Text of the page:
Bahrain jails Irish-trained medic


A Bahrain appeals court convicted nine medics today for their role in last year's pro-democracy uprising, and acquitted nine others, in a controversial case that has drawn international criticism.

A military court sentenced the 20 medics, who are all Shia, in September to terms of between five and 15 years on charges including theft of medical equipment, occupying a hospital and incitement to topple the state.

The court gave Ali al-Ekry, an Irish-trained senior orthopaedic surgeon who worked at the Salmaniya hospital in Manama, a five-year sentence and Ibrahim al-Dimistani three years.  Seven others were handed sentences ranging from one month to one year.

The verdicts follow an earlier trial in a separate court, which also gave jail terms of 15 years to two medics not involved in today's proceedings. Those defendants are believed to have left the country or gone into hiding.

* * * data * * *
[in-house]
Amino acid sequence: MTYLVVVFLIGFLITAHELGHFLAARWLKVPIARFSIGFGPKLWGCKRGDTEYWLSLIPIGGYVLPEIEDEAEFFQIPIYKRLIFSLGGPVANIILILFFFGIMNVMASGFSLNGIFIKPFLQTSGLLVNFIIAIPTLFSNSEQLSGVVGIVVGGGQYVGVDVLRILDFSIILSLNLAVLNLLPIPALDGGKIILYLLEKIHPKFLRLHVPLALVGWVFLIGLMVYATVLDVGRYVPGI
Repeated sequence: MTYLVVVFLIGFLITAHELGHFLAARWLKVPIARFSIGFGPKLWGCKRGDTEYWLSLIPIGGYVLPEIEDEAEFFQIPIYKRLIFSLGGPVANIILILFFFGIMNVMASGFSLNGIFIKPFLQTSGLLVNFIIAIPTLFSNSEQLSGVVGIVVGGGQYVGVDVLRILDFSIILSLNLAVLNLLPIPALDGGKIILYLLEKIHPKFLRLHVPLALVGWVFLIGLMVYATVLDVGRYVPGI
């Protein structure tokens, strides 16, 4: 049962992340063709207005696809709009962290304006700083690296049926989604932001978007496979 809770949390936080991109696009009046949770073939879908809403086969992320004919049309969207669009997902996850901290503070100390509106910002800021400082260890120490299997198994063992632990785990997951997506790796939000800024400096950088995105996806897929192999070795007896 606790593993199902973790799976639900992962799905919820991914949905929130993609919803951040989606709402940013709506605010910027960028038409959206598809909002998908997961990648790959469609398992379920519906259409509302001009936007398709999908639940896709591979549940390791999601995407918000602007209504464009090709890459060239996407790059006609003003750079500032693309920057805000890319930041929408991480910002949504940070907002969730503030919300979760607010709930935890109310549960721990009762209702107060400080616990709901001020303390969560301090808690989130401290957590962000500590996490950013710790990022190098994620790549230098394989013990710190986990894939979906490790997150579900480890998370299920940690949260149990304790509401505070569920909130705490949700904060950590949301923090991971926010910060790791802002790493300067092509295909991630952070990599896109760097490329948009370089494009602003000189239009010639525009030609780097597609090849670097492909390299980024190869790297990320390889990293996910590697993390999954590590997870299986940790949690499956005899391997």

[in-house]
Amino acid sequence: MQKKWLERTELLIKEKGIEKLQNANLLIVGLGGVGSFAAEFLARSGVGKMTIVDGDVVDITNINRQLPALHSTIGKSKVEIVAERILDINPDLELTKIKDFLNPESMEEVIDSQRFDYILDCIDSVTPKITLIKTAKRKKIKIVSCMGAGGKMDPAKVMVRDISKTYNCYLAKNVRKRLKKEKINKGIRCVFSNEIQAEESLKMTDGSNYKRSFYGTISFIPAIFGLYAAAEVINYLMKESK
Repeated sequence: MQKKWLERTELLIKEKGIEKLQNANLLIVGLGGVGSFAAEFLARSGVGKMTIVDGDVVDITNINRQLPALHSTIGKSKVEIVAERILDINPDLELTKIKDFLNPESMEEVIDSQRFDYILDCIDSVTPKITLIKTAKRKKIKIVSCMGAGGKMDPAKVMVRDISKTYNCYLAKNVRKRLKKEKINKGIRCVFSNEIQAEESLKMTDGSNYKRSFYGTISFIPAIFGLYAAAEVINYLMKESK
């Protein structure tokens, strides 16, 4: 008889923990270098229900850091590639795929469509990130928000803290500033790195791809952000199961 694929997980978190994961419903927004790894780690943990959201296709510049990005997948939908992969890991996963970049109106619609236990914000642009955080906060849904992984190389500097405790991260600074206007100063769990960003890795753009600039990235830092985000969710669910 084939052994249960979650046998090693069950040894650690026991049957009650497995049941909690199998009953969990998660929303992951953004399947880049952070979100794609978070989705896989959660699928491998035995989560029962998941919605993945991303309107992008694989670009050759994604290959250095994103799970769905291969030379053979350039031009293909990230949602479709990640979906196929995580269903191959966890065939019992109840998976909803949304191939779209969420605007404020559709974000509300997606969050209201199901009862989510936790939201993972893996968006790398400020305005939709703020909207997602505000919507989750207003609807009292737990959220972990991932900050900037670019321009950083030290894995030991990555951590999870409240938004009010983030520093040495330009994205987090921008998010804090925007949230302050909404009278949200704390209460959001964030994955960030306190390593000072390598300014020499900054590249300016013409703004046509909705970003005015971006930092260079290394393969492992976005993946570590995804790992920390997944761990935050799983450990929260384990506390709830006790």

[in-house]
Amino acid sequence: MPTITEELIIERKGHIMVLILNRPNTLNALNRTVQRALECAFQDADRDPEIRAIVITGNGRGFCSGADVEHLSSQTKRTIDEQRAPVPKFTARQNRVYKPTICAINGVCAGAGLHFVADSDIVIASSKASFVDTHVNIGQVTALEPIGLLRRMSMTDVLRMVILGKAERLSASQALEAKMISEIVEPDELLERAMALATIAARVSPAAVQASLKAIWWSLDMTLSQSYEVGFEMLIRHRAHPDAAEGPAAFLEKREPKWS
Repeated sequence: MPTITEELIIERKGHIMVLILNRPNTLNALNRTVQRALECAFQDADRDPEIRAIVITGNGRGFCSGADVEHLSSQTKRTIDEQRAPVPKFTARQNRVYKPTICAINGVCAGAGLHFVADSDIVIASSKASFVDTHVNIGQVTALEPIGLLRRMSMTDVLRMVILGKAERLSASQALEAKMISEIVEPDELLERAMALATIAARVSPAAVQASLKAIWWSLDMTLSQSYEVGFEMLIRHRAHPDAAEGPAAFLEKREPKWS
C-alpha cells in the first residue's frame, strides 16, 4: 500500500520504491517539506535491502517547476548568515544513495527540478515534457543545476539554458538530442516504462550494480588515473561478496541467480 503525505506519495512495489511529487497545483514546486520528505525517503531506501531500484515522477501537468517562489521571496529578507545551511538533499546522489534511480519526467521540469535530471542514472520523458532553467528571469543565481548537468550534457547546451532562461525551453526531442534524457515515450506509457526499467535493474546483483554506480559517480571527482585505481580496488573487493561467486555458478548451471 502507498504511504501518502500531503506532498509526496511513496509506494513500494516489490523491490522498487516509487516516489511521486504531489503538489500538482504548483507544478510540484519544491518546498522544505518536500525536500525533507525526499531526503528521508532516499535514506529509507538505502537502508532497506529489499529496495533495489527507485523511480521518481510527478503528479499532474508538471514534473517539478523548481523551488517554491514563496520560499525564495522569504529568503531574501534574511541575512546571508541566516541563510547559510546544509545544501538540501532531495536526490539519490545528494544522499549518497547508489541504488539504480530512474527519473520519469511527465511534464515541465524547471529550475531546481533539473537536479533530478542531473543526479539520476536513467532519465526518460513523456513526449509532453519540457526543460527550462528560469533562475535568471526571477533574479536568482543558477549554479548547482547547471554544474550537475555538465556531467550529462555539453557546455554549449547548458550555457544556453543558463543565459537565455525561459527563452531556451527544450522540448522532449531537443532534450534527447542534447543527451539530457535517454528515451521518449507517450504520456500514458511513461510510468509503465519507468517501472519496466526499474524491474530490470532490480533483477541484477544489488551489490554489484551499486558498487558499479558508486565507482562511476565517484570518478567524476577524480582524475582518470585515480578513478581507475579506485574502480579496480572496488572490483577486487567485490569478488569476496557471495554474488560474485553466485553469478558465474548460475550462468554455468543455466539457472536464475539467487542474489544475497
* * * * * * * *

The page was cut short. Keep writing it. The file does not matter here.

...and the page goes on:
"This is an unjust ruling, they are innocent. They should be trying the authorities, not these doctors," said Tewfik Dhaif (53) uncle of two of men who were sentenced today.

"These are the elite doctors in this country. We have 15 doctors in my family, most of the people they have treated were Al Khalifa's," he said, referring to Bahrain's ruling family.

The Sunni Al Khalifa family crushed a protest movement led by members of the Shia majority that erupted last year after revolts in Egypt and Tunisia, arresting thousands and instituting military trials during a period of martial law.

The doctors, who were released last year after an outcry over allegations of torture while in detention, were not present during the brief court session.